Format: Noir Alley on TCM
Director: Anthony Mann
For people familiar with New York or New Yorkers, I'd think this movie would be a kick. It's filmed partially/ mostly on-location in NYC circa 1950, and they don't skimp on showing the city, including some nifty aerial photography I hear was done from a blimp.
Side Street (1950) is a dead on example of film noir. Our central figure (Farley Granger!) is in a kind-of-bad-way to begin with, makes a decision to try something he knows is maybe a bad idea (bad risk/ reward calculation), and - indeed - things get out of control. And there's a good looking woman in a great dress who is nothing but trouble thrown in for requisite contrast to the safe harbor of the idealized domestic situation.
I'm a big fan of They Live By Night, a different movie about our stars Farley Granger and Cathy O'Donnell as young lovers in a jam. I'd suggest both films, but I'd watch this one second. There's nothing wrong with it at all, it just didn't hit me as hard as They Live By Night, which is like a bowling ball and I'm a pin hanging out by my lonesome on the alley.
This one has a great cast and a nifty set-up. Granger is a postal delivery guy - something that was good for some pocket money after he came back from the war, but now his wife (O'Donnell) is very pregnant and due. She won't work at least for a while, and there's now an additional life to support. He happens to see someone dropping a large amount of cash in a file cabinet when he's delivering mail, and he goes back to get the dough.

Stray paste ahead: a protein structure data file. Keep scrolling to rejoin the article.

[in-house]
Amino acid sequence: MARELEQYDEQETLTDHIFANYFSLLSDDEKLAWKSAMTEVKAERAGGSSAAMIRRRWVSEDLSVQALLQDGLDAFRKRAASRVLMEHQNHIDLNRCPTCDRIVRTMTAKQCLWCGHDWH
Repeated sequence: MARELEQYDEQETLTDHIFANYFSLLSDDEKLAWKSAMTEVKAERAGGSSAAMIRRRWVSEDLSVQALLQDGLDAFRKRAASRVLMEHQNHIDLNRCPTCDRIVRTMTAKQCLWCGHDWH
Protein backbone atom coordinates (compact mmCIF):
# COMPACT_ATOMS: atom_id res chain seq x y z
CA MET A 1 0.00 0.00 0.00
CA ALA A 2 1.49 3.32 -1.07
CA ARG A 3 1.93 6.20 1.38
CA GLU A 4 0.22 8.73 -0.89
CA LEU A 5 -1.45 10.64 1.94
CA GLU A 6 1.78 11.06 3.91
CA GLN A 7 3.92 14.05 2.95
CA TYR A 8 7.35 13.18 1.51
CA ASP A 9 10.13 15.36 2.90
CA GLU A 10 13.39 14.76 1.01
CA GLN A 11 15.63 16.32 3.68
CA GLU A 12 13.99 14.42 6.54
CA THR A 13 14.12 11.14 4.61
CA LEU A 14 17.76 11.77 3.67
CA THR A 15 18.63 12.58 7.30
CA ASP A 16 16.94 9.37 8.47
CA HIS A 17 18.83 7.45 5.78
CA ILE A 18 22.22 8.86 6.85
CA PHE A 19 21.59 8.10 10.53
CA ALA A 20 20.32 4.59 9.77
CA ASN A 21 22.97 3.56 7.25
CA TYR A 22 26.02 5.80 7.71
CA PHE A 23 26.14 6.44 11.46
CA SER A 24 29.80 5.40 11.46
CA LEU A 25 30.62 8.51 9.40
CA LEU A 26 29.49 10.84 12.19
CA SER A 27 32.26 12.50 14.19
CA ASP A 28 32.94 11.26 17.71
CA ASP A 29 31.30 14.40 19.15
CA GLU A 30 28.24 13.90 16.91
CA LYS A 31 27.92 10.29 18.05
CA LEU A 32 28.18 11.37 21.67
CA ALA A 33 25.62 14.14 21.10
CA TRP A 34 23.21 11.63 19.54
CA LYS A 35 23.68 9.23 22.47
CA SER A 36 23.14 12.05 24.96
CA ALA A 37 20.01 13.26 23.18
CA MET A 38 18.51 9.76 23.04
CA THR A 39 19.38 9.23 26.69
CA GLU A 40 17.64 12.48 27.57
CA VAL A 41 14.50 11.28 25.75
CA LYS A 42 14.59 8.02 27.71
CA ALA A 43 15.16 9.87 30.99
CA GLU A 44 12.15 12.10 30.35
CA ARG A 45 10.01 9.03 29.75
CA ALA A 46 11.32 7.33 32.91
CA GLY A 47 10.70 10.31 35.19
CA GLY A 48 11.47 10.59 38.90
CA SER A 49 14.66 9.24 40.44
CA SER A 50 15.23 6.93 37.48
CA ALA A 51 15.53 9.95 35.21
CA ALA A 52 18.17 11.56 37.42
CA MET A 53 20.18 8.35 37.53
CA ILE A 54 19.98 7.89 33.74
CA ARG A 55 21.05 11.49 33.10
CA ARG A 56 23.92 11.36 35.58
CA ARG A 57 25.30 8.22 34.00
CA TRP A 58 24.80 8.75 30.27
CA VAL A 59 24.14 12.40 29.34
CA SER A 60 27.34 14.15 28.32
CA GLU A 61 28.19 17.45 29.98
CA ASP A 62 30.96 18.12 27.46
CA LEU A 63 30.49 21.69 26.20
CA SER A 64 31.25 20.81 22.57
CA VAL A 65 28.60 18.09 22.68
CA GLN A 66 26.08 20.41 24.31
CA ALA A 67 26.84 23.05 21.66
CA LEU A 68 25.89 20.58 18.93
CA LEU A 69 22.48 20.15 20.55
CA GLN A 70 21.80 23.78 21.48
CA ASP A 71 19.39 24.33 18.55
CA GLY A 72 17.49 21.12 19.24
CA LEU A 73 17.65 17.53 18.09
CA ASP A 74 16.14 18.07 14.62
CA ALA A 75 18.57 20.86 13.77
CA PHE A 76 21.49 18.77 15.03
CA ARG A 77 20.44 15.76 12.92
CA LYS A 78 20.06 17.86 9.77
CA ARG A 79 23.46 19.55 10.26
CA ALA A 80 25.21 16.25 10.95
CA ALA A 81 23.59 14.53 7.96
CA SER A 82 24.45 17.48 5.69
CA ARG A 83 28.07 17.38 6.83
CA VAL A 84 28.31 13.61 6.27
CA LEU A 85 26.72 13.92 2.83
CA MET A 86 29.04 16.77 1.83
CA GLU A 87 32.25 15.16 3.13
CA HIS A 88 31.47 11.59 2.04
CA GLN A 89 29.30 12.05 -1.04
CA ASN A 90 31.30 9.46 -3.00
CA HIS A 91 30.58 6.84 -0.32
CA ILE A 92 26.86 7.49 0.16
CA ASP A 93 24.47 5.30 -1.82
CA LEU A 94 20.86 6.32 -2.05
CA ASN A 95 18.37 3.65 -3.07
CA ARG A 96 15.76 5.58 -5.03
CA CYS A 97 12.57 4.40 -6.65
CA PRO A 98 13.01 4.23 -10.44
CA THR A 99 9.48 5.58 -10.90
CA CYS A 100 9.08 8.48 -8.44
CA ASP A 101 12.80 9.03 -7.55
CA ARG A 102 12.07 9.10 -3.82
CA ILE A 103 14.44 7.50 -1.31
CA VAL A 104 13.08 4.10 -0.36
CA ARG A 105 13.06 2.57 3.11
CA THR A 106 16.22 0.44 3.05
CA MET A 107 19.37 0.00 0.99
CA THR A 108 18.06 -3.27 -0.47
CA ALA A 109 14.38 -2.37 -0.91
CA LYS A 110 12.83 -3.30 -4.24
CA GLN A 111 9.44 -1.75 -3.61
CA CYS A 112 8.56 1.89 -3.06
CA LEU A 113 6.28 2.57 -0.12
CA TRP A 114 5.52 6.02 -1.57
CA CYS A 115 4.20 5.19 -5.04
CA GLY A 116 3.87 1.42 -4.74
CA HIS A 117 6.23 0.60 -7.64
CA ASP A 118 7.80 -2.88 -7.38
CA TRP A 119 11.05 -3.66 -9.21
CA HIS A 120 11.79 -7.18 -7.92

Unfortunately, that money was part of a hood's blackmail scheme, using the fetching Adele Jergens to dupe prominent figures into affairs and then blackmailing them with the evidence. Our hood, James Craig, is also murderously neat about covering his tracks.
Look, Cathy O'Donnell is amazing and heart breaking in They Live By Night, but doesn't get enough screentime in Side Street. We barely even see she and Farley Granger in a moment that isn't steeped in the energy of the very-bad-decision he's made. O'Donnell's career was broken by studio fuckery, and it's too bad. She was set to be a completely different kind of move starlet.
This is one of Jean Hagen's first feature roles, and she's pretty darn good right out of the box. I was unaware how early Asphalt Jungle was in her career, because Doll is maybe one of my favorite characters in noir - and it's a great performance. I can see why Huston said "that one" when picking an actor for Doll after seeing Side Street.
The film has a lot of post-War anxieties baked in, which are everyday anxieties, maybe, but feel particularly acute when you apply them to Veterans and their loved ones trying to get by. If noir taught us anything, it's that there wasn't a happy ending or a chicken in every pot for our returning soldiers.
But, you know, it's also a compelling story about one guy's very bad decision and not realizing a killer thug was going to want his money back.
I think it's a tight, intense thriller with style to spare and some amazing camera and character work, and some terrific talent all around, from director Anthony Mann to the cast of players.